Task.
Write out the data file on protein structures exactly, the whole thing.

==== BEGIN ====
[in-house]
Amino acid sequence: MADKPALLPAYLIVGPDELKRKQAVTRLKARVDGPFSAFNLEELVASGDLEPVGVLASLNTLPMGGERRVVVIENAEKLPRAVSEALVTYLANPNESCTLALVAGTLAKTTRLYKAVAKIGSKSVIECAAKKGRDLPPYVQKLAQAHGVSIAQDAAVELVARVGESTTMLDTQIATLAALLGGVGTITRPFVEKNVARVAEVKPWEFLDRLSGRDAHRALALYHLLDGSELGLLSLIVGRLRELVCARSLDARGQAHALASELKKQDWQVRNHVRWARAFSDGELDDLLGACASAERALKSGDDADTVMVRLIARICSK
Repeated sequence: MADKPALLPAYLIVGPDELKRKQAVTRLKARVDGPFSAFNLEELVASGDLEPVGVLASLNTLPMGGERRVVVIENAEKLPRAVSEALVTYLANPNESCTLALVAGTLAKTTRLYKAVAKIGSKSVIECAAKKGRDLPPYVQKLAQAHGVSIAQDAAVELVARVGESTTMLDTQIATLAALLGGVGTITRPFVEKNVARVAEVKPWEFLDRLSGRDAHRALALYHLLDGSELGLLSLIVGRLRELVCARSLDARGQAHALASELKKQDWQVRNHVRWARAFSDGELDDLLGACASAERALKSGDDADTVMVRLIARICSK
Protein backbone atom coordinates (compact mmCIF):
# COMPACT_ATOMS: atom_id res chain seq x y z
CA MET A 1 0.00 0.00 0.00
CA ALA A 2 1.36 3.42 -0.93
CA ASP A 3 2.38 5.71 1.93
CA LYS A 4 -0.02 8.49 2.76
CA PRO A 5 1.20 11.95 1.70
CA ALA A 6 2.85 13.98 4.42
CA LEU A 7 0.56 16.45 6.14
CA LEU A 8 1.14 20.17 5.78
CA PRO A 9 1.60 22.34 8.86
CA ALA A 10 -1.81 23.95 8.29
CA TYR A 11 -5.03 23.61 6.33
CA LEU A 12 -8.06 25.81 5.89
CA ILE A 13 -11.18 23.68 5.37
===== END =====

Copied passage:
[in-house]
Amino acid sequence: MADKPALLPAYLIVGPDELKRKQAVTRLKARVDGPFSAFNLEELVASGDLEPVGVLASLNTLPMGGERRVVVIENAEKLPRAVSEALVTYLANPNESCTLALVAGTLAKTTRLYKAVAKIGSKSVIECAAKKGRDLPPYVQKLAQAHGVSIAQDAAVELVARVGESTTMLDTQIATLAALLGGVGTITRPFVEKNVARVAEVKPWEFLDRLSGRDAHRALALYHLLDGSELGLLSLIVGRLRELVCARSLDARGQAHALASELKKQDWQVRNHVRWARAFSDGELDDLLGACASAERALKSGDDADTVMVRLIARICSK
Repeated sequence: MADKPALLPAYLIVGPDELKRKQAVTRLKARVDGPFSAFNLEELVASGDLEPVGVLASLNTLPMGGERRVVVIENAEKLPRAVSEALVTYLANPNESCTLALVAGTLAKTTRLYKAVAKIGSKSVIECAAKKGRDLPPYVQKLAQAHGVSIAQDAAVELVARVGESTTMLDTQIATLAALLGGVGTITRPFVEKNVARVAEVKPWEFLDRLSGRDAHRALALYHLLDGSELGLLSLIVGRLRELVCARSLDARGQAHALASELKKQDWQVRNHVRWARAFSDGELDDLLGACASAERALKSGDDADTVMVRLIARICSK
Protein backbone atom coordinates (compact mmCIF):
# COMPACT_ATOMS: atom_id res chain seq x y z
CA MET A 1 0.00 0.00 0.00
CA ALA A 2 1.36 3.42 -0.93
CA ASP A 3 2.38 5.71 1.93
CA LYS A 4 -0.02 8.49 2.76
CA PRO A 5 1.20 11.95 1.70
CA ALA A 6 2.85 13.98 4.42
CA LEU A 7 0.56 16.45 6.14
CA LEU A 8 1.14 20.17 5.78
CA PRO A 9 1.60 22.34 8.86
CA ALA A 10 -1.81 23.95 8.29
CA TYR A 11 -5.03 23.61 6.33
CA LEU A 12 -8.06 25.81 5.89
CA ILE A 13 -11.18 23.68 5.37